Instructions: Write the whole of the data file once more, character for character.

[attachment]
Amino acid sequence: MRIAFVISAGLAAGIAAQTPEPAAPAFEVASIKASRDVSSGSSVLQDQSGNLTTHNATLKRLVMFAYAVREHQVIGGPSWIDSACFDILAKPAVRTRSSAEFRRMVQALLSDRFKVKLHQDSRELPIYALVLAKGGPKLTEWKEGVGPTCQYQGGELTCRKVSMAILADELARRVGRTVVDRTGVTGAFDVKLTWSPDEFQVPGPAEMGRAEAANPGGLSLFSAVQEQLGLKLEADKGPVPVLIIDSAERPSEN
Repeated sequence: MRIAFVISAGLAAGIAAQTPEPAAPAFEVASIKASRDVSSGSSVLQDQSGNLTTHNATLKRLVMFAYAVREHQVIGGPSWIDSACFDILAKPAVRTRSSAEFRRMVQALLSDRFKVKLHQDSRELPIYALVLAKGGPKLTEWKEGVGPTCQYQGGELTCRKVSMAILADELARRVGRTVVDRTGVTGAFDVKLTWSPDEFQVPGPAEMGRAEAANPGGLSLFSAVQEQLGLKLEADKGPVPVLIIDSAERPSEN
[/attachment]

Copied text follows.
Amino acid sequence: MRIAFVISAGLAAGIAAQTPEPAAPAFEVASIKASRDVSSGSSVLQDQSGNLTTHNATLKRLVMFAYAVREHQVIGGPSWIDSACFDILAKPAVRTRSSAEFRRMVQALLSDRFKVKLHQDSRELPIYALVLAKGGPKLTEWKEGVGPTCQYQGGELTCRKVSMAILADELARRVGRTVVDRTGVTGAFDVKLTWSPDEFQVPGPAEMGRAEAANPGGLSLFSAVQEQLGLKLEADKGPVPVLIIDSAERPSEN
Repeated sequence: MRIAFVISAGLAAGIAAQTPEPAAPAFEVASIKASRDVSSGSSVLQDQSGNLTTHNATLKRLVMFAYAVREHQVIGGPSWIDSACFDILAKPAVRTRSSAEFRRMVQALLSDRFKVKLHQDSRELPIYALVLAKGGPKLTEWKEGVGPTCQYQGGELTCRKVSMAILADELARRVGRTVVDRTGVTGAFDVKLTWSPDEFQVPGPAEMGRAEAANPGGLSLFSAVQEQLGLKLEADKGPVPVLIIDSAERPSEN